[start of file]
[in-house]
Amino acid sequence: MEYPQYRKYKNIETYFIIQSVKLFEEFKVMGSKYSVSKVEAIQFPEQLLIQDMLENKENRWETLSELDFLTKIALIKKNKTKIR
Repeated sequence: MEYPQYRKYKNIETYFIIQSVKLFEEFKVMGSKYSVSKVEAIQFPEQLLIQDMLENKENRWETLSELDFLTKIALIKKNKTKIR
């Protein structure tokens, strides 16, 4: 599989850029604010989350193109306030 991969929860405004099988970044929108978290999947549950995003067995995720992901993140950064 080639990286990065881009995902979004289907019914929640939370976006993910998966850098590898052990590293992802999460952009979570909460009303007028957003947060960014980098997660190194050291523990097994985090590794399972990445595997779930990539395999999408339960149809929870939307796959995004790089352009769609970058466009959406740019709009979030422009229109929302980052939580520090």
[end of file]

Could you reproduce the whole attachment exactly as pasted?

[in-house]
Amino acid sequence: MEYPQYRKYKNIETYFIIQSVKLFEEFKVMGSKYSVSKVEAIQFPEQLLIQDMLENKENRWETLSELDFLTKIALIKKNKTKIR
Repeated sequence: MEYPQYRKYKNIETYFIIQSVKLFEEFKVMGSKYSVSKVEAIQFPEQLLIQDMLENKENRWETLSELDFLTKIALIKKNKTKIR
């Protein structure tokens, strides 16, 4: 599989850029604010989350193109306030 991969929860405004099988970044929108978290999947549950995003067995995720992901993140950064 080639990286990065881009995902979004289907019914929640939370976006993910998966850098590898052990590293992802999460952009979570909460009303007028957003947060960014980098997660190194050291523990097994985090590794399972990445595997779930990539395999999408339960149809929870939307796959995004790089352009769609970058466009959406740019709009979030422009229109929302980052939580520090």